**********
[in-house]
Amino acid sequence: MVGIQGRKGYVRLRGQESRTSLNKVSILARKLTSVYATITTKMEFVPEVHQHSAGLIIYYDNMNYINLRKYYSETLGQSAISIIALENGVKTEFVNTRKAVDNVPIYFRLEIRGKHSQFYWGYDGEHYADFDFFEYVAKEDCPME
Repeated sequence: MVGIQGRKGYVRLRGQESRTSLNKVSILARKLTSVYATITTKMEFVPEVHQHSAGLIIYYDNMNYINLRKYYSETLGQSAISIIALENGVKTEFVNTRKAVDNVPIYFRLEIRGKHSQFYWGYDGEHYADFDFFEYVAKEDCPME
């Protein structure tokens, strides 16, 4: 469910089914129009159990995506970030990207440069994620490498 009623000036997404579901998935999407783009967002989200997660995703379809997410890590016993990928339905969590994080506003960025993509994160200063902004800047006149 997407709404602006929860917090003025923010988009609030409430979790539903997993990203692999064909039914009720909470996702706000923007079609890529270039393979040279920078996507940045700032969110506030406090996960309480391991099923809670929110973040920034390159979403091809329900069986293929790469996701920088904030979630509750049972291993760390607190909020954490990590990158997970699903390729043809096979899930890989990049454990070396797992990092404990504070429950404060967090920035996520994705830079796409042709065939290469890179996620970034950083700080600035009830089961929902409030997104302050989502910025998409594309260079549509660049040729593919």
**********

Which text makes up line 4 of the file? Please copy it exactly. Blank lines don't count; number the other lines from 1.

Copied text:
């Protein structure tokens, strides 16, 4: 469910089914129009159990995506970030990207440069994620490498 009623000036997404579901998935999407783009967002989200997660995703379809997410890590016993990928339905969590994080506003960025993509994160200063902004800047006149 997407709404602006929860917090003025923010988009609030409430979790539903997993990203692999064909039914009720909470996702706000923007079609890529270039393979040279920078996507940045700032969110506030406090996960309480391991099923809670929110973040920034390159979403091809329900069986293929790469996701920088904030979630509750049972291993760390607190909020954490990590990158997970699903390729043809096979899930890989990049454990070396797992990092404990504070429950404060967090920035996520994705830079796409042709065939290469890179996620970034950083700080600035009830089961929902409030997104302050989502910025998409594309260079549509660049040729593919």